Malc my border collie has a patch on top of his snout behind his nose that I have to watch as it is not so hairy and I can see getting red in the sun. You can buy dog sun cream from pet supply outlets.
Hot weather affects dogs in many ways so we must also keep an eye out for heatstroke.
Hot Sand On Paws
Have you ever gone barefoot on sand in the middle of a heatwave, and found it to be really too hot it feels like it is burning? If you are with your dog in this case remember he or she is barefoot with just their pads for protection.
Running around on the beach can make a dog really thirsty, especially if it is a warm day. A dog’s reaction is to get some water and at the beach the sea or rock pools are there for the taking.
When you or I drink salt water it isn’t pleasant at all and you know it is not right to drink. To a dog who has no fresh water available it tries everything to quench its thirst. I would make a point of fresh water being the first thing you pack when going to the beach. Let your dog know you have the good stuff and enough of it for the weather and activity.
In the old days people used to give salty water to a dog to make it vomit after eating a poison. What we know now is that you are just replacing one poison with another. The more salt a dog intakes the more the animal’s body takes water away from the blood etc to try and compensate, hence eventually the vomiting. Way more salt then tips the balance the wrong way and can be very dangerous.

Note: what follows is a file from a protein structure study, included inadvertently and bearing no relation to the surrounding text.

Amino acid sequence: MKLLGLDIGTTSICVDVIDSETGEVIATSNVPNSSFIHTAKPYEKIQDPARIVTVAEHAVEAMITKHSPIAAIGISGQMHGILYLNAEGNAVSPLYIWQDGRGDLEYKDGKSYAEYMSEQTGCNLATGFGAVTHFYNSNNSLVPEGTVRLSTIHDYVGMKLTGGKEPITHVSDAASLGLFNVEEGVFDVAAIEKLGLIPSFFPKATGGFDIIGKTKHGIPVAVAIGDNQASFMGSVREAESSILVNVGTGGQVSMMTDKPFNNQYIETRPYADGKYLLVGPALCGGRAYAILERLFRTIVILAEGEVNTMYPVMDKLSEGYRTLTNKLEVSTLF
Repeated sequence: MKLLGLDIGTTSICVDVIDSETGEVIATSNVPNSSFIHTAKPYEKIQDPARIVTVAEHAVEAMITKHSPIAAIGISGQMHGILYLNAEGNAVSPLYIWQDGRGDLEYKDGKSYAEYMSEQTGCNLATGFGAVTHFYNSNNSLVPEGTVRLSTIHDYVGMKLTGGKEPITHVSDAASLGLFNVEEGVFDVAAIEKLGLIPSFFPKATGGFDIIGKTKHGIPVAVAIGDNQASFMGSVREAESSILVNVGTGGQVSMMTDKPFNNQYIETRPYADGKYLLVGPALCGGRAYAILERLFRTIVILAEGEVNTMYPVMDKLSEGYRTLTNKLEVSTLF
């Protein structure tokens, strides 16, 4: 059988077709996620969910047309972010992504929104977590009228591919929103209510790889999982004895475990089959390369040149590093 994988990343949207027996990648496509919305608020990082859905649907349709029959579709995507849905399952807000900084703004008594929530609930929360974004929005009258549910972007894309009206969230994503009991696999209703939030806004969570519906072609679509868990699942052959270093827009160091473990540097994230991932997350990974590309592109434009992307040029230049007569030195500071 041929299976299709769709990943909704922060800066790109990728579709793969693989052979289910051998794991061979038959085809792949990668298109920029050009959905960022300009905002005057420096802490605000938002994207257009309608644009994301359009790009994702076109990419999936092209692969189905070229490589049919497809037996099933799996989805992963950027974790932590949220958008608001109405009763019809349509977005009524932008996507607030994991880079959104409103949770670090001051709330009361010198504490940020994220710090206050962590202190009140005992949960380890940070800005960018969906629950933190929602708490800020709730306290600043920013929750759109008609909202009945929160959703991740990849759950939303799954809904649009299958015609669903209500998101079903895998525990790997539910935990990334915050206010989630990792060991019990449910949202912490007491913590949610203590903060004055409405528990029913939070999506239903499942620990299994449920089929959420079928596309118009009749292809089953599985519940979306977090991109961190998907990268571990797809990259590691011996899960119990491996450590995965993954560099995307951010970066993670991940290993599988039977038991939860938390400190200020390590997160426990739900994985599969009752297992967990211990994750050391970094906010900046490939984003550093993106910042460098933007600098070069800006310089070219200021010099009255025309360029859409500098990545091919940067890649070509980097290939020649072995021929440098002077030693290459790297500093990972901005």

In The Sea
Dogs often love playing in water and the sea is a fun and exciting thing to be in. It is lovely to watch them play and tails wagging. Just be careful of strong tides, even if they are good swimmers, If there are big waves they are not as strong as you think at fighting against them.
Plus again, litter. You have no idea what waste is being washed up on our shores daily. It is quite frightening to be honest when you look into it.
Oh, and watch out for those pesky jellyfish!
Ha! I have made the beach sound like a terrible place. But of course it is not, it is a wonderful place to escape to with your dog and have the time of your lives, bonding and playing together in the great outdoors.
All I say is please be careful. And train your dog right from wrong so you can have even less worry and allow your dog to run free!